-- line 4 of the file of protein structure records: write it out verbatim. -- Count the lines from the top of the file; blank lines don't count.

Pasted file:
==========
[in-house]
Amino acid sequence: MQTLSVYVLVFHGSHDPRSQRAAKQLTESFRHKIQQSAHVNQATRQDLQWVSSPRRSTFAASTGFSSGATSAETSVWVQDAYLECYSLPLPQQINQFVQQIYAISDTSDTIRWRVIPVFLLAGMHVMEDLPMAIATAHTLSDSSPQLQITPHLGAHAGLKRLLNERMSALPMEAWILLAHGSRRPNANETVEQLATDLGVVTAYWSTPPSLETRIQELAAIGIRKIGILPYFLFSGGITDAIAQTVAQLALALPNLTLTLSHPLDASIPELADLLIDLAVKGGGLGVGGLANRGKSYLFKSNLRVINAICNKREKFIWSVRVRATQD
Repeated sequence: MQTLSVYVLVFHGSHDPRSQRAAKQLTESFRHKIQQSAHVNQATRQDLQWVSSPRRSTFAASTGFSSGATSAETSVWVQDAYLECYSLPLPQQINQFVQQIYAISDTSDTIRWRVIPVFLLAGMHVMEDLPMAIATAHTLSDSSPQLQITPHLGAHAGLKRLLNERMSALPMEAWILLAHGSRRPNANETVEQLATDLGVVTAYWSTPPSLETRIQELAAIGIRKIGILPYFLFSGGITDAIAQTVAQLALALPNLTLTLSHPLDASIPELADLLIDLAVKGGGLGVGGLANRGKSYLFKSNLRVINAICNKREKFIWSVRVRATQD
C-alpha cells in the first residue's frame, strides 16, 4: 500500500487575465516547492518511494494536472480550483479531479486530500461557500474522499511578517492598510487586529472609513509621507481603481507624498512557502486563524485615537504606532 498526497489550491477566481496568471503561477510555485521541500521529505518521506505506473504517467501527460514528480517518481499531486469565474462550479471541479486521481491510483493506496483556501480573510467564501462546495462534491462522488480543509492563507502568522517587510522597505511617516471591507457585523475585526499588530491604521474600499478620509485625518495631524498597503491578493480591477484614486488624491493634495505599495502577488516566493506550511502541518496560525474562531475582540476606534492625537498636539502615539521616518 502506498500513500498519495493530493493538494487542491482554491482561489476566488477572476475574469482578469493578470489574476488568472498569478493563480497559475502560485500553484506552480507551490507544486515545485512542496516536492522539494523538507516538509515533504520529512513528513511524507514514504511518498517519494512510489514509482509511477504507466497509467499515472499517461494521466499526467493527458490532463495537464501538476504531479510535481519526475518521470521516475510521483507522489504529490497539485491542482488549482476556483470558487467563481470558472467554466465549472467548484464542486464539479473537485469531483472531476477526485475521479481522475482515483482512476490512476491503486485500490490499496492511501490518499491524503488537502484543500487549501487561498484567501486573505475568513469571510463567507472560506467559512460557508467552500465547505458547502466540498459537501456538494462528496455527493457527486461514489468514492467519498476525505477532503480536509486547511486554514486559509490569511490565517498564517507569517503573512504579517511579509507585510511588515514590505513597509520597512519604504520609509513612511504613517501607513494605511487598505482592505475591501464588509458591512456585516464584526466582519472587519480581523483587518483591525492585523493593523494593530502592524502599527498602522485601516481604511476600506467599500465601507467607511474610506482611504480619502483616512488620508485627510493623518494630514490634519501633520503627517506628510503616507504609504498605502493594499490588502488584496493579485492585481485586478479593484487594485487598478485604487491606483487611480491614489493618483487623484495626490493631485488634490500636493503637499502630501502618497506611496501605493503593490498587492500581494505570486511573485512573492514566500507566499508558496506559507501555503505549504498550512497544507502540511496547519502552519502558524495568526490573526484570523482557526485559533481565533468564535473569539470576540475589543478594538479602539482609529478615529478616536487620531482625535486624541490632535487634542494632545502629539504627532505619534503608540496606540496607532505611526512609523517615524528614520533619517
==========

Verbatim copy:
C-alpha cells in the first residue's frame, strides 16, 4: 500500500487575465516547492518511494494536472480550483479531479486530500461557500474522499511578517492598510487586529472609513509621507481603481507624498512557502486563524485615537504606532 498526497489550491477566481496568471503561477510555485521541500521529505518521506505506473504517467501527460514528480517518481499531486469565474462550479471541479486521481491510483493506496483556501480573510467564501462546495462534491462522488480543509492563507502568522517587510522597505511617516471591507457585523475585526499588530491604521474600499478620509485625518495631524498597503491578493480591477484614486488624491493634495505599495502577488516566493506550511502541518496560525474562531475582540476606534492625537498636539502615539521616518 502506498500513500498519495493530493493538494487542491482554491482561489476566488477572476475574469482578469493578470489574476488568472498569478493563480497559475502560485500553484506552480507551490507544486515545485512542496516536492522539494523538507516538509515533504520529512513528513511524507514514504511518498517519494512510489514509482509511477504507466497509467499515472499517461494521466499526467493527458490532463495537464501538476504531479510535481519526475518521470521516475510521483507522489504529490497539485491542482488549482476556483470558487467563481470558472467554466465549472467548484464542486464539479473537485469531483472531476477526485475521479481522475482515483482512476490512476491503486485500490490499496492511501490518499491524503488537502484543500487549501487561498484567501486573505475568513469571510463567507472560506467559512460557508467552500465547505458547502466540498459537501456538494462528496455527493457527486461514489468514492467519498476525505477532503480536509486547511486554514486559509490569511490565517498564517507569517503573512504579517511579509507585510511588515514590505513597509520597512519604504520609509513612511504613517501607513494605511487598505482592505475591501464588509458591512456585516464584526466582519472587519480581523483587518483591525492585523493593523494593530502592524502599527498602522485601516481604511476600506467599500465601507467607511474610506482611504480619502483616512488620508485627510493623518494630514490634519501633520503627517506628510503616507504609504498605502493594499490588502488584496493579485492585481485586478479593484487594485487598478485604487491606483487611480491614489493618483487623484495626490493631485488634490500636493503637499502630501502618497506611496501605493503593490498587492500581494505570486511573485512573492514566500507566499508558496506559507501555503505549504498550512497544507502540511496547519502552519502558524495568526490573526484570523482557526485559533481565533468564535473569539470576540475589543478594538479602539482609529478615529478616536487620531482625535486624541490632535487634542494632545502629539504627532505619534503608540496606540496607532505611526512609523517615524528614520533619517